Viral websites typically follow the same life cycle: They spend a week flying around social media, make it into a late-night comedian’s monologue and then that’s it. Everyone’s had a laugh, and the site is forgotten. There was no reason to expect anything different of Ship Your Enemies Glitter, which, for about 10 bucks, would mail an envelope full of glitter to some unfortunate recipient. The site went viral last January. But then it veered off script: After a week, its creator put the site up for sale -- and someone bought it for $85,000, which digital denizens treated as its own punchline. “It’s an internet fad that will die out quickly,” wrote one Reddit commenter. “The person who bought it for $85K is going to hate themselves.”
But here’s the thing: “It was the best investment of my life,” says the buyer, Peter Boychuk, who very much doesn’t hate himself. More than a year later, the site has done sales “in the high six figures.” And he beat the odds by thinking differently -- not as the owner of a viral site, but as the owner of a startup with lots of potential.
Boychuk is 28 and lives in a tiny Georgia town called Buford. He dropped out of college six years ago, then set up a business in his house selling car parts online. Now he has a 12,000-square-foot warehouse and three to five employees. He follows his gut. When he saw Ship Your Enemies Glitter, he thought: If people are buying this, what else might they buy? So once the site became his, he rounded up his auto-parts employees to brainstorm new gags. “They thought I was crazy,” he says.
The team started experimenting -- adding a cupcake that’s actually horse manure covered in glitter ($15), a teddy bear that won’t stop singing ($20) and a spin-off site called Ship Your Friends Bacon (which is profitable, but Boychuk says perishables are way more time-consuming than he expected). Soon creators of other gags started asking him for partnerships. “And I kind of laugh,” Boychuk says, because his site draws way more traffic than theirs do. So he instead offers to buy their stuff wholesale and sell it himself.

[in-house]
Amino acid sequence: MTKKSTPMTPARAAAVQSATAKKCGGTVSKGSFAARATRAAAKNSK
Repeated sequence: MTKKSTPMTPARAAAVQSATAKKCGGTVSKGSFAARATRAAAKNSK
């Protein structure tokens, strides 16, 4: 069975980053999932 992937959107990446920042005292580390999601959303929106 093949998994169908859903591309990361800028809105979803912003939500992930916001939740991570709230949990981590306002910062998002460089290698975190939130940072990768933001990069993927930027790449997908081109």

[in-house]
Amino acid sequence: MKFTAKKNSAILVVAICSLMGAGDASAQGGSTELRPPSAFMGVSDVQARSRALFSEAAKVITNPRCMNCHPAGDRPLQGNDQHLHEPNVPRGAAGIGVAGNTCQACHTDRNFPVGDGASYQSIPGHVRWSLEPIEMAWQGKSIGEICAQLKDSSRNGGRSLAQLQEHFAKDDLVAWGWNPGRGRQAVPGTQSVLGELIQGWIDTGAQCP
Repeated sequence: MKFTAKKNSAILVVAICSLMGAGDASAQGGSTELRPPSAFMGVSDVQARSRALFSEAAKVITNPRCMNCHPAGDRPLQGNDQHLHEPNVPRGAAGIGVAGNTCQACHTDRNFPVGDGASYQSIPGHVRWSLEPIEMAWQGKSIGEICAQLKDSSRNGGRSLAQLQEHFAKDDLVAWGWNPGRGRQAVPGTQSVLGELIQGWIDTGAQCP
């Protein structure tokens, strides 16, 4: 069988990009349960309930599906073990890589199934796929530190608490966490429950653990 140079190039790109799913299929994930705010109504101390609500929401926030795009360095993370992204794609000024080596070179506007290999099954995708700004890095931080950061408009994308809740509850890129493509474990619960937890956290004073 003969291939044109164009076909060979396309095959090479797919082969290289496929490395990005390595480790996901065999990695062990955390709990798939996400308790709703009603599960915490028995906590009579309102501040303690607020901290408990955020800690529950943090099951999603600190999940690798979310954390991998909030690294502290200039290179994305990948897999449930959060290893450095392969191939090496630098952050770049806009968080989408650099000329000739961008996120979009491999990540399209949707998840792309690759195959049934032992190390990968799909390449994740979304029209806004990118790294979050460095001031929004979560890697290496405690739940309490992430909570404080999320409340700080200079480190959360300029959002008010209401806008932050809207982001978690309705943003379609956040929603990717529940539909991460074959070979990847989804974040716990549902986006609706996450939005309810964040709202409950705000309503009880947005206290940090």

That deal has worked out well for Tyler Ward. He has a company called Prank Candles, which sells candles that abruptly switch smells -- from, say, apple pie to a reeking fart. Ship Your Enemies Glitter is now one of his most important sales outlets, and Ward says he’s inspired by what Boychuk has done. “It’s made me very fearful of missing out,” he says. “I wonder how many other weird, esoteric pockets of money there are somewhere, where people look at it and think, There’s a real cash machine behind this.”
Boychuk has similar thoughts; he’s already looking forward to the next opportunity. “I always ask myself, When is this going to go viral for the last time?” he says. And yet, for now, it keeps happening—someone discovers his glitter gag anew, shares it with friends, and the site soon rockets its way through an entirely new batch of people. So he’ll keep experimenting. Meanwhile, the heart of his empire sits in a 55-gallon trash can in his warehouse: It’s where he stores the glitter, which he buys 100 pounds at a time. “The floor does sparkle a bit,” Boychuk says, “but it’s not a mess.”